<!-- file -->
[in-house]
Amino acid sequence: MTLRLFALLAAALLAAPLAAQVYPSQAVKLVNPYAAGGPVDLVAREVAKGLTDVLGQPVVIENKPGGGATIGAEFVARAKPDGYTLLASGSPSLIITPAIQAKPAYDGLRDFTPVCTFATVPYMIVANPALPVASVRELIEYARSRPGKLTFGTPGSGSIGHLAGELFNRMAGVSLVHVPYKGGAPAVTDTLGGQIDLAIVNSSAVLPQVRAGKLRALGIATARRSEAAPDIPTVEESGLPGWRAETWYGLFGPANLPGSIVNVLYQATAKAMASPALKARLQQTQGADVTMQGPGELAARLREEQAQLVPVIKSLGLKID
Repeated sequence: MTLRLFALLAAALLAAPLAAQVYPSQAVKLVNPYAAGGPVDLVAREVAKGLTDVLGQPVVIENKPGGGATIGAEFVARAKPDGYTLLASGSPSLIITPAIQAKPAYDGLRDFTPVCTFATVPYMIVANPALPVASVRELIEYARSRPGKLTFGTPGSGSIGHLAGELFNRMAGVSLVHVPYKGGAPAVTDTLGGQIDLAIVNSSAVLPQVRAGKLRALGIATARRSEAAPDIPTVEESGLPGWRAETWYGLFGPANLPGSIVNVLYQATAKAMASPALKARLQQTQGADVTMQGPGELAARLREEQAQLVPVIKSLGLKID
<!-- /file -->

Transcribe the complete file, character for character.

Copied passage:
[in-house]
Amino acid sequence: MTLRLFALLAAALLAAPLAAQVYPSQAVKLVNPYAAGGPVDLVAREVAKGLTDVLGQPVVIENKPGGGATIGAEFVARAKPDGYTLLASGSPSLIITPAIQAKPAYDGLRDFTPVCTFATVPYMIVANPALPVASVRELIEYARSRPGKLTFGTPGSGSIGHLAGELFNRMAGVSLVHVPYKGGAPAVTDTLGGQIDLAIVNSSAVLPQVRAGKLRALGIATARRSEAAPDIPTVEESGLPGWRAETWYGLFGPANLPGSIVNVLYQATAKAMASPALKARLQQTQGADVTMQGPGELAARLREEQAQLVPVIKSLGLKID
Repeated sequence: MTLRLFALLAAALLAAPLAAQVYPSQAVKLVNPYAAGGPVDLVAREVAKGLTDVLGQPVVIENKPGGGATIGAEFVARAKPDGYTLLASGSPSLIITPAIQAKPAYDGLRDFTPVCTFATVPYMIVANPALPVASVRELIEYARSRPGKLTFGTPGSGSIGHLAGELFNRMAGVSLVHVPYKGGAPAVTDTLGGQIDLAIVNSSAVLPQVRAGKLRALGIATARRSEAAPDIPTVEESGLPGWRAETWYGLFGPANLPGSIVNVLYQATAKAMASPALKARLQQTQGADVTMQGPGELAARLREEQAQLVPVIKSLGLKID